Malaysia’s Disgraced Former PM Najib Guilty
But he won’t go to jail any time soon and remains a political powerhouse
Former Malaysian Prime Minister Najib Razak has been found guilty on seven counts of abuse of power and money laundering in what a political rival once called “the mother of the mother of the mother” of all Malaysian scandals – the loss of U$4.6 billion to theft and mismanagement of the state-backed 1Malaysia Development Bhd. investment fund.
The main immediate effect will probably be to keep the former premier from registering as a candidate in snap elections that could be called before the 2023 date by which the parliament must be dissolved under the Westminster parliamentary system. Although he keeps his seat in parliament, his conviction renders him unable to run for office again and thwarts his ambition to take back the presidency of the United Malays National Organization.
Nonetheless, he remains free with some cynics suggesting he could win an appeal — or that the appeal process will segue into the same kind of never-ending legal morass that has that has kept the equally kleptocratic Marcos family out of jail in the Philippines for decades. Certainly, if the past is any prologue, he will continue to campaign for UMNO candidates, as he has done successfully since he was arrested in 2018, maintaining the loyalty that has accrued to him during his years in power.
Given the vast resources he has marshaled from his decades as an UMNO leader and a scion of the Malay aristocracy – his father was the country’s second prime minister – the 67-year-old Najib despite the conviction is likely to remain a kingmaker and a major force in Malaysian politics. On June 4, he, his brothers and fellow accused felon Ahmad Zahid Hamidi, the current UMNO head, allowed themselves to be photographed at Zahid’s home, ostensibly planning a political comeback despite the charges.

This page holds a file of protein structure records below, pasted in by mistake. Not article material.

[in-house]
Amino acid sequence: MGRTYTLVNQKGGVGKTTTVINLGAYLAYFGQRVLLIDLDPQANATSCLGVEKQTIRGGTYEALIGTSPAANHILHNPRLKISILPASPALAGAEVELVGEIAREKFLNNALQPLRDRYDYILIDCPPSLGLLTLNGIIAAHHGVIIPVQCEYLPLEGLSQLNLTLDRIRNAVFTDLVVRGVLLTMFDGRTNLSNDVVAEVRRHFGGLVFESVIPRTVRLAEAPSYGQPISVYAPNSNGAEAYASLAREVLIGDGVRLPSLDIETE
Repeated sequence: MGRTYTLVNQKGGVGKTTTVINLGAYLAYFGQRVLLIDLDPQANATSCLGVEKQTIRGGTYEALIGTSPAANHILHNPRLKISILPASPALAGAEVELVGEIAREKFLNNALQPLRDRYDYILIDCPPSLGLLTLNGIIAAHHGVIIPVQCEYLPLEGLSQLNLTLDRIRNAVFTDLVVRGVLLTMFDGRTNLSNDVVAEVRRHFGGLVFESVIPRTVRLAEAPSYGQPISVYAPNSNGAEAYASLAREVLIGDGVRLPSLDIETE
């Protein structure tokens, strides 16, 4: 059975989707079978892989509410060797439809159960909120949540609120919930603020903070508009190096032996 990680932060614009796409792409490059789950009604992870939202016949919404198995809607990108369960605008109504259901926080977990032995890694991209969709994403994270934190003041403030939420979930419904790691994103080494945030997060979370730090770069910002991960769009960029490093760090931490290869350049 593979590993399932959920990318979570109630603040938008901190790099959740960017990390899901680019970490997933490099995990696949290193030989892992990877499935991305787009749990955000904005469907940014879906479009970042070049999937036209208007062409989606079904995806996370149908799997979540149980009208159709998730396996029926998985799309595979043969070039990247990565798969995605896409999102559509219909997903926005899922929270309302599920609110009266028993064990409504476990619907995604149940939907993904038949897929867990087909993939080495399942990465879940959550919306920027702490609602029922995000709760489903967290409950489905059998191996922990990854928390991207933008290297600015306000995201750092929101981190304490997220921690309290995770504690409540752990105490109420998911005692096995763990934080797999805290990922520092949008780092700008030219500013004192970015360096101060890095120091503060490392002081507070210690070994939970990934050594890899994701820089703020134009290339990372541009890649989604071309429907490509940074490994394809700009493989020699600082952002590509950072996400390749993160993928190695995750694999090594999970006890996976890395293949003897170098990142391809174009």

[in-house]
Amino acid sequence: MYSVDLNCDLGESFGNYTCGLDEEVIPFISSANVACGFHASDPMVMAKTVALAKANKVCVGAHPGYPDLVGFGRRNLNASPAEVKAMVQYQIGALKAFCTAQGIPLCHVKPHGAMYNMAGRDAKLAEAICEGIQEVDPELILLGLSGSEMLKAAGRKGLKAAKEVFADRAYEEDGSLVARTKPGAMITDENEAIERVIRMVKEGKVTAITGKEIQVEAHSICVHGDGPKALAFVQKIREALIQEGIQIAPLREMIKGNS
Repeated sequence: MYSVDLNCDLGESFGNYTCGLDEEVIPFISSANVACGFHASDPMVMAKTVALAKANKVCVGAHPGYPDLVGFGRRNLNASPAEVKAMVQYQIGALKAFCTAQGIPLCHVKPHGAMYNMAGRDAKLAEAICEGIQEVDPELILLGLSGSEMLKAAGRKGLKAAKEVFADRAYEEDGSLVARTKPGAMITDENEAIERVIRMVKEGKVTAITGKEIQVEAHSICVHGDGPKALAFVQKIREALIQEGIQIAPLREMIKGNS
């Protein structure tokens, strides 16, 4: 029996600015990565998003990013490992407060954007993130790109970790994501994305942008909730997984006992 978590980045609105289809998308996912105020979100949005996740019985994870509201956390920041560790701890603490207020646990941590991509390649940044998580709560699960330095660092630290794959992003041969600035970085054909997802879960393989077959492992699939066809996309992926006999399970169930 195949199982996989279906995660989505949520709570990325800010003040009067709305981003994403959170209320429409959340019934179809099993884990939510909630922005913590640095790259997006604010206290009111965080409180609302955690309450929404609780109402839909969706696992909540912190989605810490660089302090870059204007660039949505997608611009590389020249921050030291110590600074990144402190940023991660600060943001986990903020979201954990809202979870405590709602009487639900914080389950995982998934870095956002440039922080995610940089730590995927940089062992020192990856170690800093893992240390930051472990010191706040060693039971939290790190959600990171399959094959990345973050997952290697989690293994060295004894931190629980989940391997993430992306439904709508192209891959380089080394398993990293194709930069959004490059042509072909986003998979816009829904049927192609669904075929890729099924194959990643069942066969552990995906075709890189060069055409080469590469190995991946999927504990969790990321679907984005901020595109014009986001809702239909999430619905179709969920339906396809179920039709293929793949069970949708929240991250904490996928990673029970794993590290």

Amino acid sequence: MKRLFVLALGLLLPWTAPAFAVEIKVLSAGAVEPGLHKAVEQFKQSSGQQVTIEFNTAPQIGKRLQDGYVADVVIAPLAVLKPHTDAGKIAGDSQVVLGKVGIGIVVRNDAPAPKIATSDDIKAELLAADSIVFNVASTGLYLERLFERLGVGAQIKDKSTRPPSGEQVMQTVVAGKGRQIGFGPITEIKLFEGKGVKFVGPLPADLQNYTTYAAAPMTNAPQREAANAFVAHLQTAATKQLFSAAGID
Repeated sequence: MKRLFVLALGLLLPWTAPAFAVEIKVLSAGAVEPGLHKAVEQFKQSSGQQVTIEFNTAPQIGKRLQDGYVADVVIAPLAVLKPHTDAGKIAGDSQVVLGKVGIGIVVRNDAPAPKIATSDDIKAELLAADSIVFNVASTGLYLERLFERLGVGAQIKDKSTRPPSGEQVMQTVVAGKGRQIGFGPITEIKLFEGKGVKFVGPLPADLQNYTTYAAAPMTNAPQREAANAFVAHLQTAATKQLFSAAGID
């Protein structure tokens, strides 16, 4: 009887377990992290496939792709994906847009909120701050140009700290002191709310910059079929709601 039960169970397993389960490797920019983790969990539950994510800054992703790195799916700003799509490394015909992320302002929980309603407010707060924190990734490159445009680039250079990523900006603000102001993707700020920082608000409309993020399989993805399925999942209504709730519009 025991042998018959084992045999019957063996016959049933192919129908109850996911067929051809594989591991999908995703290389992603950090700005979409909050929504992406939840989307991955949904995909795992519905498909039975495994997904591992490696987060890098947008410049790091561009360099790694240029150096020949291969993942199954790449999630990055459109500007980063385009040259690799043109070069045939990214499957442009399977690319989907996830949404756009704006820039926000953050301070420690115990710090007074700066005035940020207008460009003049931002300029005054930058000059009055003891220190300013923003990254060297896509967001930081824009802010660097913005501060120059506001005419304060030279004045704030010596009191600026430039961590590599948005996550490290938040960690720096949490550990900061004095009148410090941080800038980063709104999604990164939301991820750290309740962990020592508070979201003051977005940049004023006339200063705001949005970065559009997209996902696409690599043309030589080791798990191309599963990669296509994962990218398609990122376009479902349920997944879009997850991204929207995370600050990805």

If snap elections were to return an UMNO-led coalition to power, a distinct possibility given the disarray of competing political forces, there remains the chance the vast array of charges against him could be reduced or nullified. So far, his stepson, Reza Aziz, was freed by the attorney general without being charged for misusing 1MDB funds to set up a Hollywood company that produced the notorious Wolf of Wall Street and other films. Another ally, the former chief minister of Sabah, Musa Aman, was also freed without being charged in June despite considerable evidence of corruption.
After 95 days of testimony by 76 witnesses, 57 from the prosecution and 19 from the defense in a case that began in April of 2019, High Court Judge Mohd Nazlan Mohd Ghazali said it was far-fetched to believe the former premier had been conned by Low Taek Jho, the flamboyant Penang-born financier who dreamed up the idea of converting an obscure Terengganu state investment fund into a US$11 billion government-backed vehicle that would serve as a cash drawer for Najib and his wife, Rosmah Mansor, Jho Low himself, a variety of middle eastern potentates and others in what the US Justice Department called the biggest kleptocracy case ever brought by the agency.
The judge also discarded Najib’s contention that the money that had flowed into his personal accounts at AmBank Malaysia had been donated to him by Saudi princes as a bulwark against Islamic extremism, rather bluntly pointing out that Najib had never sent back a note of thanks in exchange for the billions.
The 38-year-old Jho Low remains at large, a chubby international fugitive from investigations in Singapore, the United States and Malaysia. He is believed to be in China and has in turn said Najib is the culprit, that he knows nothing about the corruption despite apparently amassing hundreds of millions of dollars and buying a US$300 million yacht that has since been confiscated.
The soft-spoken Najib, who flaunted his British education as an economist and relished his appearances as a moderate Muslim before the United Nations General Assembly and who golfed with US President Barack Obama before his downfall, appeared in court clad in a tan-colored suit and coronavirus facemask. He had told family and friends that he expected to be convicted. He could face decades in prison after his expected sentencing on August 3 unless politics intervene.